#1410 CarstenS, Sep 13, 2017
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  11. silent_guy

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    I don't see a vastly different feature set. It's a GPU. It has shaders cores that are quite similar. It has texture units and ROPs that are fixed function. It has geometry processing units, timing, large caches, etc.

    The differences are minor: HBCC, 2xFP16, ...

    You can look at facts, such as TFLOPS, texture ops, memory BW, ROPs, etc and compare those against the competition. And for everything except ROPs, Vega has ballpark the same number or higher than a 1080 Ti.

    And that's when you conclude that 1080 level performance is something that worthy of heavy criticism.

    There's nothing particularly special about Vega's compute performance: it's exactly where it should be given its raw specs.
     
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  12. Picao84

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    That's looking at it from a very high level and silo vision (the total is not equal to the sum of its parts). If it is so simple as you make it out to be, why did NVIDIA go to the trouble of branching out compute from graphics products?

    If, like you say, there should be no difference in performance between a part oriented for gaming and one for compute, why did they bother? Its clearly not the case. Seriously aiming for compute with the same chip most likely leads to suboptimal performance in graphics.

    On the other hand, AMD always had loads of TFlops of theoretical compute power, without the graphics performance to justify it. It's not anything new.

    Edit - And for all those metrics that are similar to GTX1080Ti.. It does compete in compute, highlighting even more the fact that it trades pure gaming performance for compute.

    Edit 2 - It would be nice to see Vega going head to head against GP100, did anyone know of any base for comparison?
     
    #1412 Picao84, Sep 13, 2017
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  13. CarstenS

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    Was that a wise or a necessary decision?
     
  14. Picao84

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    I would say necessary. As necessary as Fermi was for NVIDIA. It would be unwise if AMD had the cash to make two chips, but they don't seem to have, so there is that. Regardless, I prefer to see a company take a risk for the future than playing safe for the moment.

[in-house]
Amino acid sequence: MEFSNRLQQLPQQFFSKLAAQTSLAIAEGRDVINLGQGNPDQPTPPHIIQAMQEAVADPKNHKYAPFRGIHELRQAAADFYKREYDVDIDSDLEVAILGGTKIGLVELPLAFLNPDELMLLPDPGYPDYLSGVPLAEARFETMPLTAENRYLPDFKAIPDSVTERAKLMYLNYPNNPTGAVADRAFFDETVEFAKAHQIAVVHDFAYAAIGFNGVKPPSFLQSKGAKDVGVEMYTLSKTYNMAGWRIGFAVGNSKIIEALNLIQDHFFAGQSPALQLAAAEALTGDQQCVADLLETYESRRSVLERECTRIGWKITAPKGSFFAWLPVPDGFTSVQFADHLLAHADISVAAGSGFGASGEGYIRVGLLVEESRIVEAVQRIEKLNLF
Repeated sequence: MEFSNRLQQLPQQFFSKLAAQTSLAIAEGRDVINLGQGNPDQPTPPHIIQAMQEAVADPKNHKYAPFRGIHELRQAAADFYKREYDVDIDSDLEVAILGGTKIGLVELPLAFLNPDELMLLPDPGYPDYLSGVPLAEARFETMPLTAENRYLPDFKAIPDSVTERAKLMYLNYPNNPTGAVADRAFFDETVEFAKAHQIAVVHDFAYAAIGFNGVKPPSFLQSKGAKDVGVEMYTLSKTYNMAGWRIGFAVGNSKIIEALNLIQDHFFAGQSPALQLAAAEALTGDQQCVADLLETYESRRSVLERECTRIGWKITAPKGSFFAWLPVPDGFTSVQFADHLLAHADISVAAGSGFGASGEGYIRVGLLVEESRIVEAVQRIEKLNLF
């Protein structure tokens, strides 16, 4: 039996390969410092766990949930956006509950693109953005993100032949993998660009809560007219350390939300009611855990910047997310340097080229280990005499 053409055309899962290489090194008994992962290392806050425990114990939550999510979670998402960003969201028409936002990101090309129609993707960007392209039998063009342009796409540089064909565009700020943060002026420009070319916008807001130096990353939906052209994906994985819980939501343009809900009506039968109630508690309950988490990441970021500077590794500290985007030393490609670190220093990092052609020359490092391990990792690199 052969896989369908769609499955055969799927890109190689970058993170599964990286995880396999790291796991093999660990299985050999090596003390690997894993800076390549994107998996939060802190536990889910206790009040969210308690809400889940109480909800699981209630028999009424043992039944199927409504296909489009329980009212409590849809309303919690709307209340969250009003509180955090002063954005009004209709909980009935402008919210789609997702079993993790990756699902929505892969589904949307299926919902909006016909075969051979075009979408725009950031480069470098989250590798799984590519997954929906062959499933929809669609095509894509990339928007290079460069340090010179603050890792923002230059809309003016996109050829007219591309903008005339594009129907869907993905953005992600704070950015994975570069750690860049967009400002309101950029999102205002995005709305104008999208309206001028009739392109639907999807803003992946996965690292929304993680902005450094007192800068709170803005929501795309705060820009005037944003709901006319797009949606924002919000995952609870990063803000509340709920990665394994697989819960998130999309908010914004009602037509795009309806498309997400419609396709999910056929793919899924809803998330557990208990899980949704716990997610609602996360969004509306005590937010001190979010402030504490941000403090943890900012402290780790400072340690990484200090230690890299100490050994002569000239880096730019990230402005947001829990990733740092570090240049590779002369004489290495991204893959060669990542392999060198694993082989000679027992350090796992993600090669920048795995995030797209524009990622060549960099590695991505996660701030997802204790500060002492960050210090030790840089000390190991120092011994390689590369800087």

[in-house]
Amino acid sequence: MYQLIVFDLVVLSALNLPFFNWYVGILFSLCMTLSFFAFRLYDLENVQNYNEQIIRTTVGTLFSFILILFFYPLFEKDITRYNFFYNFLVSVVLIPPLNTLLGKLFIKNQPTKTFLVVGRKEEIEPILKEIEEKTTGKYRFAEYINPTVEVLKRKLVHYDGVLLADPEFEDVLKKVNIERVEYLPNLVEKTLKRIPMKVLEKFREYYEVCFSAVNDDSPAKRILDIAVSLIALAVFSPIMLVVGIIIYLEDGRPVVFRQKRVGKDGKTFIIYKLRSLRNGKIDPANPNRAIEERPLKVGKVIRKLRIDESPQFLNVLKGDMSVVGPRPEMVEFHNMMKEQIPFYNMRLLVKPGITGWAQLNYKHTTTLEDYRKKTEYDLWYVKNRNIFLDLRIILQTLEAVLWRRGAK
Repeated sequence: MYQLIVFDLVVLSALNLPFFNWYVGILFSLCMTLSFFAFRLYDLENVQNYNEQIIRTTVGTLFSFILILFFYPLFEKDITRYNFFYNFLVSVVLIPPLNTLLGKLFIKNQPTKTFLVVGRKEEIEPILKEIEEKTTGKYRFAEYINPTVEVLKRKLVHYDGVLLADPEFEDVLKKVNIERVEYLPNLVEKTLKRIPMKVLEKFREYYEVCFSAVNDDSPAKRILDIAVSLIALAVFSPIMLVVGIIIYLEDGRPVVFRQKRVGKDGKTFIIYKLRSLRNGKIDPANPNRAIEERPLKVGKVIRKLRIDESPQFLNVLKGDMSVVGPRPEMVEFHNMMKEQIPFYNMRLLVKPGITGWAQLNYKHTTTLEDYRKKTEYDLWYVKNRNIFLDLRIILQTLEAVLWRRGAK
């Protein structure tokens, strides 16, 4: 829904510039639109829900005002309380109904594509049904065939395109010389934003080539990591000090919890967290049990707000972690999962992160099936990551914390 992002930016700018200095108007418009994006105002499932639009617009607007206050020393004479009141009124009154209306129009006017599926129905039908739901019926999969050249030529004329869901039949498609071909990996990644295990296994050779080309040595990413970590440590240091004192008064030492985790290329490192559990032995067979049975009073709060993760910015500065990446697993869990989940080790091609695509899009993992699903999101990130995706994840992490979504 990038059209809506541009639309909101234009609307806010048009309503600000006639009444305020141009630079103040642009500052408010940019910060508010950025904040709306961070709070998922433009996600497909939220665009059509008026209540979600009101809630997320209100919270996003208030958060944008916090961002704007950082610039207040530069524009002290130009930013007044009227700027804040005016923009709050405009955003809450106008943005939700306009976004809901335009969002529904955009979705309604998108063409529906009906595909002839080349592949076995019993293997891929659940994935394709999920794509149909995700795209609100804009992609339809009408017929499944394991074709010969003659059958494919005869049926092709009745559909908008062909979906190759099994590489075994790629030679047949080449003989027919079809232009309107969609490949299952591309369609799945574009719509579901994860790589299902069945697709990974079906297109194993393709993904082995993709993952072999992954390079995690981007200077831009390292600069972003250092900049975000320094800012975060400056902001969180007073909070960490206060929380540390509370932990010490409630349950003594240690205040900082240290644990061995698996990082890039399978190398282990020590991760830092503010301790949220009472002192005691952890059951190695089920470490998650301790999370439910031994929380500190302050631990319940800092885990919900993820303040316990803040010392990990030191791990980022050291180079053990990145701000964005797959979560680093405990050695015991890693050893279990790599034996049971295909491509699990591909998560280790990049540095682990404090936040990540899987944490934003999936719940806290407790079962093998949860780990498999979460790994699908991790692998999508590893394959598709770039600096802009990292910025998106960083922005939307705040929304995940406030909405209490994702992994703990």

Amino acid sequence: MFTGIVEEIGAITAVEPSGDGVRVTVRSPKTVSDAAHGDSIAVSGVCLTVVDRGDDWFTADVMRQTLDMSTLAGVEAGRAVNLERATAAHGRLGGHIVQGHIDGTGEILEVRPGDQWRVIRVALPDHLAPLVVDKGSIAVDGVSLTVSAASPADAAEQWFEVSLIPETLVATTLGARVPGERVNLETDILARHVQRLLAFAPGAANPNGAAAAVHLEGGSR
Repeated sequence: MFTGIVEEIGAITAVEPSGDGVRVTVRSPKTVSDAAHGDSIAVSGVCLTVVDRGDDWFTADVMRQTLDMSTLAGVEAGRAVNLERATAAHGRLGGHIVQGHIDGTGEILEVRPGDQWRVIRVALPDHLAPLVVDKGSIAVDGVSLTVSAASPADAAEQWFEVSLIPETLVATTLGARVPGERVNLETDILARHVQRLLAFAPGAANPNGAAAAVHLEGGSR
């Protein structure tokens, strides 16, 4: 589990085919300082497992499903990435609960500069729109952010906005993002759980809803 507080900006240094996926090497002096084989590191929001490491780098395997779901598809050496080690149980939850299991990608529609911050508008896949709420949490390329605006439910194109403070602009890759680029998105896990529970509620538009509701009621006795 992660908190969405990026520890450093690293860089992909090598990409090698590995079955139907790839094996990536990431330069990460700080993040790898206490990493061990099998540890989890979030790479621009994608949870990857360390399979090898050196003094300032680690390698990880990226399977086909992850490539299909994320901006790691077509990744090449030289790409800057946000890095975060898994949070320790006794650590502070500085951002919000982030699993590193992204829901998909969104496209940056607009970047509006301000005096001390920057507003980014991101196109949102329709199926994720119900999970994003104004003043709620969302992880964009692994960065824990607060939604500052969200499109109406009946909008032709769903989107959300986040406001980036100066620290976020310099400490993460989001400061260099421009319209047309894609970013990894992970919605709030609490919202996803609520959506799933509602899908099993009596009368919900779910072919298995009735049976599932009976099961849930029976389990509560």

15. silent_guy

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    In the case of VEGA, it clearly isn't. And that's an anomaly.

    You ask very hard hitting questions and I don't have a few hours to research this, so you'll have to do with just the following bullet points:

    - a gaming GPU has no business having a 1/2 FP64 ratio.
    - a gaming GPU has not business having 4 or 6 high BW inter-chip links
    - a gaming GPU has no business having ECC everywhere
    - a gaming GPU apparently doesn't need a silly amount of L2 cache, local memory or register files
    - a gaming GPU has no business having 4 HBM interfaces and everything that goes with it

    Another hard hitting question. Unfortunately, my only answer to this is production cost and thus profitability. I know that's not something AMD is terribly concerned with.

    Clear as mud.

    The disparity has never been as large as with VEGA. Not even close.

    It highlights even more that VEGA has a serious issue with gaming performance. And it's not at all obvious why because previous AMD GPUs had a much more reasonable compute vs gaming performance ratio.

    GP100 would destroy VEGA in FP64 and inter-chip workloads. You know the stuff that costs area.
     
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  16. CarstenS